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Bioshock Infinite: Burial at Sea.

December 4, 2013

Well this has been panned in all circles since its release in the week prior to the PS4 releasing in North America. A release date so poorly chosen as to simultaneously nullify all the excitement built up by one of the biggest and best games of the previous generation and be ignored by everyone else due to their excitement over next gen. I’m a huge Bioshock fan and I didn’t get around to download and play it until a week later cause my excitement was taken up elsewhere.

I’d heard that one of the major downfalls of this DLC was that it was so short. In my position of having so many games in my back catalogue that I would have to ignore all human contact for month while taking all sustenance through an intravenous tube and also wanting to play this as soon as possible, that sounded like the best downfall of them all. The question of game length is a bizarre one considering how nebulous the concept of game-length-as-value has become. Two of the highest rated and best received games of the last generation of consoles take up 2-3 hours (Limbo and Journey). The length of both games is mentioned in their reviews but only as a small negative and never to the point that the review will be impacted so heavily as has been the case with Burial at sea. I’m not saying that any of the reviews are wrong, people’s opinions are part of their personality and they have years of experience in game reviews and I blog occasionally for fun. I just wonder why length is a deal breaker for game A, but a hindrance in game B.

"I wish this feeling of despair could last for 8 hours" Said no one ever.

“I wish this feeling of despair could last for 8 hours” Said no one ever.

I did finish Burial at sea in about three and a half hours. I didn’t time it so I can’t be sure. I also try to explore everywhere I can in search of all of the audio logs (I missed one!!) and I can also tell you that I enjoyed this episode hugely. It is short but tightly controlled in what it wants you to experience before wrapping it’s story in a self contained bow. It feels like one level of the original Bioshock and that isn’t a bad thing.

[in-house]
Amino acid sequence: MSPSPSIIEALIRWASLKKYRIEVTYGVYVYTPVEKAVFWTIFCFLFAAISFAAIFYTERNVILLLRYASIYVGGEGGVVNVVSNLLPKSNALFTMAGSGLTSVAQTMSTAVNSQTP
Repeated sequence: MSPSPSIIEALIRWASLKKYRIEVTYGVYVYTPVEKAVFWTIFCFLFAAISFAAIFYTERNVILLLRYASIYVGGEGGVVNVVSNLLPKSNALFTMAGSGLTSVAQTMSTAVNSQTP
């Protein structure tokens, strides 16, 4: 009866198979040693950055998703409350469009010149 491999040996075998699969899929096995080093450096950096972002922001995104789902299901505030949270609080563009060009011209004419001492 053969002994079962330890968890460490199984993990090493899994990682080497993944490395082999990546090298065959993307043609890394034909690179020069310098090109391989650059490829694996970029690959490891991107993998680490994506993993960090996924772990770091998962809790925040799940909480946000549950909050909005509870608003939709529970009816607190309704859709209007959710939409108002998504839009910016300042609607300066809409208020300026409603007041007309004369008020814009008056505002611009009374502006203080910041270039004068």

Seeing Rapture before the fall is interesting but not as mind blowing as it sounded when first announced. I would love to see a game or even a film looking into the politics more closely, maybe written by Aaron Sorkin, directed by Baz Luhrman and starring Bryan Cranston as Andrew Ryan. Dear lord that sounds like the best idea I’ve ever had. Seriously someone make that film.

" A man chooses. A slave obeys" Goosebumps would be felt.

” A man chooses. A slave obeys” Goosebumps would be felt.

Bioshock has created a world in which anything can happen thanks to the multi-verse direction of the Infinite ending. Elizabeth being the focal point currently, appointing herself as a time line correcting superhero. I am still interested in the direction of the next game, but cautiously so at present as the series could easily disappear so far up its own bum that only an Elizabeth created tear could bring it back out again.
I bought the season pass as soon as I got the original game so downloading the episode was a no brainer. £20 for three pieces of DLC is not expensive in my opinion. £15 for this episode alone is asking too much and I’m assuming is designed to push people to pay the extra £5 for the other two DLC’s. I haven’t got a problem with that, the DLC’s so far haven’t felt like they should have been added to the original game in the first place so Irrational can have my £20.
I think Minerva’s den from Bioshock 2 is superior in this battle of Bioshock DLC stories but Burial at Sea is still worth your time, as long as you buy the season pass first.
I’m off to start a campaign to get this Bioshock film made.

XBL, PSN and Twitter @Urbundave


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